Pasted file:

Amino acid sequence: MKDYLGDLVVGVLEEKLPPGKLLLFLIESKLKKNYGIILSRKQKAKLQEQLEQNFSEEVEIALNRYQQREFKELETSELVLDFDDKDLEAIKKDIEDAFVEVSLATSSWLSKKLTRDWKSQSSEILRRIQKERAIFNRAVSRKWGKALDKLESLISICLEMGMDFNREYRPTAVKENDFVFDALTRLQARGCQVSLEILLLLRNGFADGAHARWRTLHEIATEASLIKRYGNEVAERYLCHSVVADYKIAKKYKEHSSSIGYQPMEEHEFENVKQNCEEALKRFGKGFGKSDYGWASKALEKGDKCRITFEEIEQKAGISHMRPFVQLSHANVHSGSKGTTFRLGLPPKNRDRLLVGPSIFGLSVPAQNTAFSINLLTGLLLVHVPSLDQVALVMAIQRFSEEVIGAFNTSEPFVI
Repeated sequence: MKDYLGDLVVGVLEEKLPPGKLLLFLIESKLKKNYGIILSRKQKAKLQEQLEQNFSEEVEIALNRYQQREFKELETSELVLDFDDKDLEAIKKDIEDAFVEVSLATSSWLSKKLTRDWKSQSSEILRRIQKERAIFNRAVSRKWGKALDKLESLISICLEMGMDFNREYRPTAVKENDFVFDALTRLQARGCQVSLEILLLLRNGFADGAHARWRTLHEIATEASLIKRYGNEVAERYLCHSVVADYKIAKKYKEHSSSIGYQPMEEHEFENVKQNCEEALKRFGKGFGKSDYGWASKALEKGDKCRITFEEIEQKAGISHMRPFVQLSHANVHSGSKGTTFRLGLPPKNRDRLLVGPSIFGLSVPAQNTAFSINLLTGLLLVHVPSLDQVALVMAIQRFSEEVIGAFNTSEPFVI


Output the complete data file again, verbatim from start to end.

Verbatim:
Amino acid sequence: MKDYLGDLVVGVLEEKLPPGKLLLFLIESKLKKNYGIILSRKQKAKLQEQLEQNFSEEVEIALNRYQQREFKELETSELVLDFDDKDLEAIKKDIEDAFVEVSLATSSWLSKKLTRDWKSQSSEILRRIQKERAIFNRAVSRKWGKALDKLESLISICLEMGMDFNREYRPTAVKENDFVFDALTRLQARGCQVSLEILLLLRNGFADGAHARWRTLHEIATEASLIKRYGNEVAERYLCHSVVADYKIAKKYKEHSSSIGYQPMEEHEFENVKQNCEEALKRFGKGFGKSDYGWASKALEKGDKCRITFEEIEQKAGISHMRPFVQLSHANVHSGSKGTTFRLGLPPKNRDRLLVGPSIFGLSVPAQNTAFSINLLTGLLLVHVPSLDQVALVMAIQRFSEEVIGAFNTSEPFVI
Repeated sequence: MKDYLGDLVVGVLEEKLPPGKLLLFLIESKLKKNYGIILSRKQKAKLQEQLEQNFSEEVEIALNRYQQREFKELETSELVLDFDDKDLEAIKKDIEDAFVEVSLATSSWLSKKLTRDWKSQSSEILRRIQKERAIFNRAVSRKWGKALDKLESLISICLEMGMDFNREYRPTAVKENDFVFDALTRLQARGCQVSLEILLLLRNGFADGAHARWRTLHEIATEASLIKRYGNEVAERYLCHSVVADYKIAKKYKEHSSSIGYQPMEEHEFENVKQNCEEALKRFGKGFGKSDYGWASKALEKGDKCRITFEEIEQKAGISHMRPFVQLSHANVHSGSKGTTFRLGLPPKNRDRLLVGPSIFGLSVPAQNTAFSINLLTGLLLVHVPSLDQVALVMAIQRFSEEVIGAFNTSEPFVI